Elon Musk continues to drive the news cycle, but a new development goes far beyond just the (sometimes hilarious) goings on at Twitter. Rather, it serves as a stunning inditement of the mainstream press.
The saga begins with a news site named “Semafor.” Admittedly, I’ve barely heard of it, but it’s headed by Ben Smith, who played major roles at Buzzfeed and The New York Times. His presence gave the site, however undeserved, an immediate air of credibility upon its launch. But as we’ll get to in a moment, that credibility is now being tested.
On Tuesday, Semafor published a “scoop” alleging that Musk had colluded with Sam Bankman-Fried to have the FTX founder become part of the private investment group buying the company (for more on the FTX scandal, click here). Here’s what the framing of that looked like.
But Musk was in a friendlier mood on May 5. Two weeks after clinching a deal to buy Twitter for $44 billion, he texted Bankman-Fried just after midnight and invited him to roll the $100 million stake he had owned for a few months into a privately held Twitter.
The previously unreported message, which was reviewed by Semafor, set in motion a chain of events that has bound the two men, whose companies are both in varying degrees of crisis. Bankman-Fried owns a sizable chunk of a now privately held and debt-laden Twitter, according to an FTX balance sheet prepared after the takeover closed on Oct. 28 and circulated to investors earlier this month, which listed Twitter shares as an “illiquid” asset.
The insinuation here is obvious. Semafor wanted to present Musk as a hypocrite who took Bankman-Fried’s money while going on to trash him publicly just months later after the FTX scandal broke. Is that the real story here, though? Liz Hoffman, who authored the “scoop,” certainly wants you to believe so. She continued with this rather unambiguous charge.
But FTX claimed he did roll over his stake, as Musk suggested.
Since FTX’s collapse, Musk has publicly trashed his now-partner in owning Twitter. “Everyone was talking about him like he’s walking on water and has a zillion dollars,” he said in a Twitter Spaces conversation on Nov. 12, the day after FTX filed for bankruptcy. “And that [was] not my impression… there’s something wrong.”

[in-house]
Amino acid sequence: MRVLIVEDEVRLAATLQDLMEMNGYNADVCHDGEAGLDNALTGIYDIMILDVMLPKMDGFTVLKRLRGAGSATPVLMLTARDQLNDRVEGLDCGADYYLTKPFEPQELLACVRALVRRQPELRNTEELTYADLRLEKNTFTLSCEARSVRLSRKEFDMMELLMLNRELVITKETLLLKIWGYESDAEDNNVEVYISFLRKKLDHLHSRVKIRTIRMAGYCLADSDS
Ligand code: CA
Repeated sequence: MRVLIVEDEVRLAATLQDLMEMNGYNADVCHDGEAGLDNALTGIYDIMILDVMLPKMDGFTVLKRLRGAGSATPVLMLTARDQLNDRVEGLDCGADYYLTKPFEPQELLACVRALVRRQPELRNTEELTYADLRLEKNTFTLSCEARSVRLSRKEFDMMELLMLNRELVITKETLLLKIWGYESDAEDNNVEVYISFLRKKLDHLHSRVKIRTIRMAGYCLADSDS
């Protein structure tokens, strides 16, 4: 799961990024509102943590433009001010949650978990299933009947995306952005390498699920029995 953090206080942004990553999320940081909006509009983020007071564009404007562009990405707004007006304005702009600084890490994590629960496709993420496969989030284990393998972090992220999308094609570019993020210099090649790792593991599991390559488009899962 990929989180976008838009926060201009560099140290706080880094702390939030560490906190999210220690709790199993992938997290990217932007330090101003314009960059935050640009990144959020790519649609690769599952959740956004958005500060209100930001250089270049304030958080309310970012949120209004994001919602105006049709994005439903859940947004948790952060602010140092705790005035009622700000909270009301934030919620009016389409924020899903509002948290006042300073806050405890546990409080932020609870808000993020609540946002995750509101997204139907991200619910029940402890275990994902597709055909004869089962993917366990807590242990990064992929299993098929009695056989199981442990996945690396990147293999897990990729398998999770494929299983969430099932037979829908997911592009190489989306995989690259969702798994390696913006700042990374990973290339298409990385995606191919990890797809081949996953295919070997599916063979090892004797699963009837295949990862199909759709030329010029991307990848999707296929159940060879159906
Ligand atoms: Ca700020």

This is the point where things get really fascinating as multiple layers start getting pulled back.
Musk took to Twitter to deny Hoffman’s report, accusing her of lying about Bankman-Fried being a “now-partner.” Smith then posted his own tweet of the actual text message in question, attempting to back his writer’s play. Musk then responded by letting it be known that Bankman-Fried had, in fact, not rolled his Twitter shares when the company went private and that he owns no stake in the company.
Further, it turns out that every former Twitter shareholder was given that option and that Bankman-Fried was not given any special access as insinuated by Semafor.
All public holders of Twitter were allowed to roll their stock into Twitter as a private company, but he did not do so. Your reporting made it falsely sound like he did, when in fact he owns 0%.
For the last time, how much of you does SBF own? Stop dodging the question.
— Elon Musk (@elonmusk) November 23, 2022
It gets better, though. Notice the question that Musk poses at the end of his tweet. What’s that all about, you might be asking? Apparently, while Bankman-Fried owns no part of Twitter as Semafor falsely reported, he does own part of Semafor. That’s according to the site’s own words and financial disclosures.
This is fascinating stuff pic.twitter.com/JkULCBW88u
— Bonchie (@bonchieredstate) November 24, 2022
To recap, Semafor tried to accuse Musk of hypocrisy for colluding with Bankman-Fried on an investment into Twitter. That investment never actually existed, but Bankman-Fried had invested in another company, which just so happens to be…Semafor.
That is just incredible stuff, and now we can assume with near certainty where Semafor got the picture of the text message. Obviously, Musk didn’t give it to them. That can only leave Bankman-Fried himself feeding it to Semafor, which he’s part owner in, as a way to gin up sympathy and to make Musk the story. Astonishingly, Ben Smith and Liz Hoffman were willing to run with that angle despite their serious conflict of interest.
As of this writing, Semafor has updated and corrected its piece, though the original write-up still contains falsehoods. The “update” claims that Hoffman’s assertion about Bankman-Fried’s supposed Twitter ownership came from an asset statement circulated by FTX. So let me get this straight. Semafor decided to use an asset statement put out by a money-stealing Ponzi scheme as a source to smear Musk? That’s just mind-blowing journalism.
But understand this is just the tip of the iceberg when it comes to media malfeasance. The incestuous nature of the news industry reaches far and wide. That’s why you should never take anything they say at face value. There is always a partisan angle undergirding the vast majority of mainstream press reporting.
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